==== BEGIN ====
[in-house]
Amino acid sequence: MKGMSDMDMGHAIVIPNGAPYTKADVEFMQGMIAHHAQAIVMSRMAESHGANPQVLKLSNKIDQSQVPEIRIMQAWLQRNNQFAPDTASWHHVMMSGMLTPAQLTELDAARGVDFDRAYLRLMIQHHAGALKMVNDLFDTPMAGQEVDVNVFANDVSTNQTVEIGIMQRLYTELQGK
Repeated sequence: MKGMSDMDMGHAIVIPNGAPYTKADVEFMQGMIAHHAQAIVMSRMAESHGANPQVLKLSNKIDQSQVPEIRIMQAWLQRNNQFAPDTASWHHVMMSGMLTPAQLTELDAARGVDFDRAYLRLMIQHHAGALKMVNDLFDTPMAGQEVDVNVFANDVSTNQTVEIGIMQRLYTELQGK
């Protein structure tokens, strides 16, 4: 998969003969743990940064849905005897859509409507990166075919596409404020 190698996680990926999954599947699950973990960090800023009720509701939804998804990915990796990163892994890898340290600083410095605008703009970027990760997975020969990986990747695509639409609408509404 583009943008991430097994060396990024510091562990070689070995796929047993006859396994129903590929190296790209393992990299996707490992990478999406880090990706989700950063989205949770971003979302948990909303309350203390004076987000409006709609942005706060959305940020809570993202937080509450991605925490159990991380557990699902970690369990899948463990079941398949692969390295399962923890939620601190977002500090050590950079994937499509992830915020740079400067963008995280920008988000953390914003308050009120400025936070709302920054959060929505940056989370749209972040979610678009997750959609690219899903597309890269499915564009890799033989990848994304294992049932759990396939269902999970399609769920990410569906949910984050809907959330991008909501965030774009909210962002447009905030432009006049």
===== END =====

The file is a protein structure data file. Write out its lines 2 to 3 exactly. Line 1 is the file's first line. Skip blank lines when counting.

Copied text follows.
Amino acid sequence: MKGMSDMDMGHAIVIPNGAPYTKADVEFMQGMIAHHAQAIVMSRMAESHGANPQVLKLSNKIDQSQVPEIRIMQAWLQRNNQFAPDTASWHHVMMSGMLTPAQLTELDAARGVDFDRAYLRLMIQHHAGALKMVNDLFDTPMAGQEVDVNVFANDVSTNQTVEIGIMQRLYTELQGK
Repeated sequence: MKGMSDMDMGHAIVIPNGAPYTKADVEFMQGMIAHHAQAIVMSRMAESHGANPQVLKLSNKIDQSQVPEIRIMQAWLQRNNQFAPDTASWHHVMMSGMLTPAQLTELDAARGVDFDRAYLRLMIQHHAGALKMVNDLFDTPMAGQEVDVNVFANDVSTNQTVEIGIMQRLYTELQGK